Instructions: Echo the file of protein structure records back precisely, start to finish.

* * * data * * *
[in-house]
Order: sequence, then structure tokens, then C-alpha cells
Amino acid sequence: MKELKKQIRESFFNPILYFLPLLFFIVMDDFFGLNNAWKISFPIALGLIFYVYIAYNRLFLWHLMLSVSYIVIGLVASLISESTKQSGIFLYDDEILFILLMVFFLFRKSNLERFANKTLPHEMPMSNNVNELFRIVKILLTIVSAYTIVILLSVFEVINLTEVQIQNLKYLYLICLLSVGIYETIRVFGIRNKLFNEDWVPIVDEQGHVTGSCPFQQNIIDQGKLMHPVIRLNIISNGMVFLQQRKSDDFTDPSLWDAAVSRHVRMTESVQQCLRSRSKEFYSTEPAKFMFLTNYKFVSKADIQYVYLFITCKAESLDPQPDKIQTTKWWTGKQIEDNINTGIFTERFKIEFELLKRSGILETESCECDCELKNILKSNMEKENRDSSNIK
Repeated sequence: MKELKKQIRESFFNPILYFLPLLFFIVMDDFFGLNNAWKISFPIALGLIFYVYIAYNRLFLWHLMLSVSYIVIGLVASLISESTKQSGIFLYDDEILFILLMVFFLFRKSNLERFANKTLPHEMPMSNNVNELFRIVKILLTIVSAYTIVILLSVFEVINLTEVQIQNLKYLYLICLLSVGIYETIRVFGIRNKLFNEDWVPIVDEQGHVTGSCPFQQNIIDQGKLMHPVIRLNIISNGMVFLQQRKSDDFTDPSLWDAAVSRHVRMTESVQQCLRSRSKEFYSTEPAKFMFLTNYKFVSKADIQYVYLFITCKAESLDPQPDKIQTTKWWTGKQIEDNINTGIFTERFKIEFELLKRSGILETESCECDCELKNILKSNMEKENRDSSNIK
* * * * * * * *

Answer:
[in-house]
Order: sequence, then structure tokens, then C-alpha cells
Amino acid sequence: MKELKKQIRESFFNPILYFLPLLFFIVMDDFFGLNNAWKISFPIALGLIFYVYIAYNRLFLWHLMLSVSYIVIGLVASLISESTKQSGIFLYDDEILFILLMVFFLFRKSNLERFANKTLPHEMPMSNNVNELFRIVKILLTIVSAYTIVILLSVFEVINLTEVQIQNLKYLYLICLLSVGIYETIRVFGIRNKLFNEDWVPIVDEQGHVTGSCPFQQNIIDQGKLMHPVIRLNIISNGMVFLQQRKSDDFTDPSLWDAAVSRHVRMTESVQQCLRSRSKEFYSTEPAKFMFLTNYKFVSKADIQYVYLFITCKAESLDPQPDKIQTTKWWTGKQIEDNINTGIFTERFKIEFELLKRSGILETESCECDCELKNILKSNMEKENRDSSNIK
Repeated sequence: MKELKKQIRESFFNPILYFLPLLFFIVMDDFFGLNNAWKISFPIALGLIFYVYIAYNRLFLWHLMLSVSYIVIGLVASLISESTKQSGIFLYDDEILFILLMVFFLFRKSNLERFANKTLPHEMPMSNNVNELFRIVKILLTIVSAYTIVILLSVFEVINLTEVQIQNLKYLYLICLLSVGIYETIRVFGIRNKLFNEDWVPIVDEQGHVTGSCPFQQNIIDQGKLMHPVIRLNIISNGMVFLQQRKSDDFTDPSLWDAAVSRHVRMTESVQQCLRSRSKEFYSTEPAKFMFLTNYKFVSKADIQYVYLFITCKAESLDPQPDKIQTTKWWTGKQIEDNINTGIFTERFKIEFELLKRSGILETESCECDCELKNILKSNMEKENRDSSNIK